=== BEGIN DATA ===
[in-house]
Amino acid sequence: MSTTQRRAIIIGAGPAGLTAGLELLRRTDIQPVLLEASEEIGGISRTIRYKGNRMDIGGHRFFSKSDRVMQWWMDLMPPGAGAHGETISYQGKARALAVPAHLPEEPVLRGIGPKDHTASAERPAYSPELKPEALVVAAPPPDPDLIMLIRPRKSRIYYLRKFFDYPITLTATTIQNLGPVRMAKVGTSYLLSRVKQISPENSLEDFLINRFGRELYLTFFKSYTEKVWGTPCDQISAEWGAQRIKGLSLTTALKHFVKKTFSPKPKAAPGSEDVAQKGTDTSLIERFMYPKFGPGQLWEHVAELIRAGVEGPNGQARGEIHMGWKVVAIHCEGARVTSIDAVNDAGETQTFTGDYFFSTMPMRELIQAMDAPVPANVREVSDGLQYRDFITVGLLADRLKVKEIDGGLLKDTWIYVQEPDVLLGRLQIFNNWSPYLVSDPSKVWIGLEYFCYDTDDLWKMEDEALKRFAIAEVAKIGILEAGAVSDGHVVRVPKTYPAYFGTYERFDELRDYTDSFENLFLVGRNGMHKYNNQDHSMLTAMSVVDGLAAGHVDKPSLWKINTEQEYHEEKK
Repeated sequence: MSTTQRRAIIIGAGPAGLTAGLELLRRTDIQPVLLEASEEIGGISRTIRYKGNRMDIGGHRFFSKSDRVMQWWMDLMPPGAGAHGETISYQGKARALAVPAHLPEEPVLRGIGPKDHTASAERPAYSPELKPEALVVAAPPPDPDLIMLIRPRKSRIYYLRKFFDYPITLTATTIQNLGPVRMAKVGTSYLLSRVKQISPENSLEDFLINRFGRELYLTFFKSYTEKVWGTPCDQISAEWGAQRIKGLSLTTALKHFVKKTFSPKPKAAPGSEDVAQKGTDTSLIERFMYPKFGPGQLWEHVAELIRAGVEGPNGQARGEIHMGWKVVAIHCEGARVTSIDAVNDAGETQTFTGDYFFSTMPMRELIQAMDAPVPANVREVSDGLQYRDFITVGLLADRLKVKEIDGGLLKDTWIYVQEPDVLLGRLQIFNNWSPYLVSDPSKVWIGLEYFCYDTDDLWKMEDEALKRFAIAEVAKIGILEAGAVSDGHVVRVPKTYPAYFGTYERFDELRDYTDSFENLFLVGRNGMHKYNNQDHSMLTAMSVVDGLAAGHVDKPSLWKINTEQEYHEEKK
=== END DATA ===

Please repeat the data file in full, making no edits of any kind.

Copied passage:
[in-house]
Amino acid sequence: MSTTQRRAIIIGAGPAGLTAGLELLRRTDIQPVLLEASEEIGGISRTIRYKGNRMDIGGHRFFSKSDRVMQWWMDLMPPGAGAHGETISYQGKARALAVPAHLPEEPVLRGIGPKDHTASAERPAYSPELKPEALVVAAPPPDPDLIMLIRPRKSRIYYLRKFFDYPITLTATTIQNLGPVRMAKVGTSYLLSRVKQISPENSLEDFLINRFGRELYLTFFKSYTEKVWGTPCDQISAEWGAQRIKGLSLTTALKHFVKKTFSPKPKAAPGSEDVAQKGTDTSLIERFMYPKFGPGQLWEHVAELIRAGVEGPNGQARGEIHMGWKVVAIHCEGARVTSIDAVNDAGETQTFTGDYFFSTMPMRELIQAMDAPVPANVREVSDGLQYRDFITVGLLADRLKVKEIDGGLLKDTWIYVQEPDVLLGRLQIFNNWSPYLVSDPSKVWIGLEYFCYDTDDLWKMEDEALKRFAIAEVAKIGILEAGAVSDGHVVRVPKTYPAYFGTYERFDELRDYTDSFENLFLVGRNGMHKYNNQDHSMLTAMSVVDGLAAGHVDKPSLWKINTEQEYHEEKK
Repeated sequence: MSTTQRRAIIIGAGPAGLTAGLELLRRTDIQPVLLEASEEIGGISRTIRYKGNRMDIGGHRFFSKSDRVMQWWMDLMPPGAGAHGETISYQGKARALAVPAHLPEEPVLRGIGPKDHTASAERPAYSPELKPEALVVAAPPPDPDLIMLIRPRKSRIYYLRKFFDYPITLTATTIQNLGPVRMAKVGTSYLLSRVKQISPENSLEDFLINRFGRELYLTFFKSYTEKVWGTPCDQISAEWGAQRIKGLSLTTALKHFVKKTFSPKPKAAPGSEDVAQKGTDTSLIERFMYPKFGPGQLWEHVAELIRAGVEGPNGQARGEIHMGWKVVAIHCEGARVTSIDAVNDAGETQTFTGDYFFSTMPMRELIQAMDAPVPANVREVSDGLQYRDFITVGLLADRLKVKEIDGGLLKDTWIYVQEPDVLLGRLQIFNNWSPYLVSDPSKVWIGLEYFCYDTDDLWKMEDEALKRFAIAEVAKIGILEAGAVSDGHVVRVPKTYPAYFGTYERFDELRDYTDSFENLFLVGRNGMHKYNNQDHSMLTAMSVVDGLAAGHVDKPSLWKINTEQEYHEEKK